During World War I, British and American ships were painted with bold colors and crazy patterns from bow to stern. Why would anyone put such eye-catching designs on ships?
Desperate to protect ships from German torpedo attacks, British lieutenant-commander Norman Wilkinson proposed what became known as dazzle. These stunning patterns and colors were meant to confuse the enemy about a ship’s speed and direction. By the end of the war, more than four thousand ships had been painted with these mesmerizing designs.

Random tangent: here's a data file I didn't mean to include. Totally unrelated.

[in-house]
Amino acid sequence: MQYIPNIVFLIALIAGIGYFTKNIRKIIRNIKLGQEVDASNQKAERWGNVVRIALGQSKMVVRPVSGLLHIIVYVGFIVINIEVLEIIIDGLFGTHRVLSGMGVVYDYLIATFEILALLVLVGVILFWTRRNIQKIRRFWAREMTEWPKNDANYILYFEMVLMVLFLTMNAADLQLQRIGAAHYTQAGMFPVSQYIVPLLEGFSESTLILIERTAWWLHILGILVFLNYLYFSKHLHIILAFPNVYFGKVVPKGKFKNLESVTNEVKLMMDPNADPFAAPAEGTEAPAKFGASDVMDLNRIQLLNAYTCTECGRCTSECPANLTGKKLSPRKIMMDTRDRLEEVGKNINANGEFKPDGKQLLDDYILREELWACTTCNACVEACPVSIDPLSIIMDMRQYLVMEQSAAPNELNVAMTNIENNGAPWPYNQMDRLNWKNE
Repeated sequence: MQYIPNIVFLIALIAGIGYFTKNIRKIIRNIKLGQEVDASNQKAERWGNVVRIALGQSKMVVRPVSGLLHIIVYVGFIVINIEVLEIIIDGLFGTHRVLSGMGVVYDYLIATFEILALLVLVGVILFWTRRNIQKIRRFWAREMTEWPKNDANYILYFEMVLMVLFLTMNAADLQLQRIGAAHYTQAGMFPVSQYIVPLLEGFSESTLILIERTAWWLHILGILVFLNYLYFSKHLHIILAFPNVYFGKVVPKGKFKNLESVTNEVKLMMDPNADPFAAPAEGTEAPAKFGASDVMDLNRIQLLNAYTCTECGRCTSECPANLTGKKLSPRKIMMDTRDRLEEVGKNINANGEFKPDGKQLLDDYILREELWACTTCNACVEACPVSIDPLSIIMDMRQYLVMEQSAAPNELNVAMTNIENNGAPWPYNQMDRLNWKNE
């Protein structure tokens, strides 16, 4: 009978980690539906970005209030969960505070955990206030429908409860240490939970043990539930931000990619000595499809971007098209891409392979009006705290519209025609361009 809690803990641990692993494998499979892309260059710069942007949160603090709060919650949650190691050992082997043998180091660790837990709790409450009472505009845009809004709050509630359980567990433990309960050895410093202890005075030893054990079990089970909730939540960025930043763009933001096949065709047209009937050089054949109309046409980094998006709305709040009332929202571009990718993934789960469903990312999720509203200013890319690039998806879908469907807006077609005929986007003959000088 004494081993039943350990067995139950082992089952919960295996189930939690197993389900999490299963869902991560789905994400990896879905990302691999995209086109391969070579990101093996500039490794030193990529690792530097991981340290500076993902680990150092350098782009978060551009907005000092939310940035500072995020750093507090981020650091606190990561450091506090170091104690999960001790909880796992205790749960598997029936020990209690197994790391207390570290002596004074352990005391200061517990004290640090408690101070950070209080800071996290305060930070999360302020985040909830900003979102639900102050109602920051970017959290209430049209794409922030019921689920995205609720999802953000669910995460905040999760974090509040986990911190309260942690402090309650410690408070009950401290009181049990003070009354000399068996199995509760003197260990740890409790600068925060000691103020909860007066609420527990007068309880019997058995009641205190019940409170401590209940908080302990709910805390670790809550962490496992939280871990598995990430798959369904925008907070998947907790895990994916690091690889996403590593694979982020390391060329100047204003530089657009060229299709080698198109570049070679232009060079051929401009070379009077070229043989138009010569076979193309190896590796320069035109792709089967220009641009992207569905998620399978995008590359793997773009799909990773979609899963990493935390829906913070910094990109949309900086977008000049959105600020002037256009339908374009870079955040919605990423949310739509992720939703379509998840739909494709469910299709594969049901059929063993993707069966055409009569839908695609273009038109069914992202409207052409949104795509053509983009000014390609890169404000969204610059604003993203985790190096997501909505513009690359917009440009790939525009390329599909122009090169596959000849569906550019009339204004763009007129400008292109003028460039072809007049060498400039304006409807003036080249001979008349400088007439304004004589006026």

Author Chris Barton and illustrator Victo Ngai vividly bring to life this little-known story of how the unlikely and the improbable became just plain dazzling.
Dazzle Ships: World War I and the Art of Confusion was published in 2017 by Millbrook Press/Lerner Publishing. There’s lots more information about the book just a click away, but what else would you like to know about it?
Any Dazzle Ships-related who, what, when, where, why, or hows that you’re eager to find out? Just click on “Comment(s)” in the line below, ask me just about anything, and I’ll do my best to answer.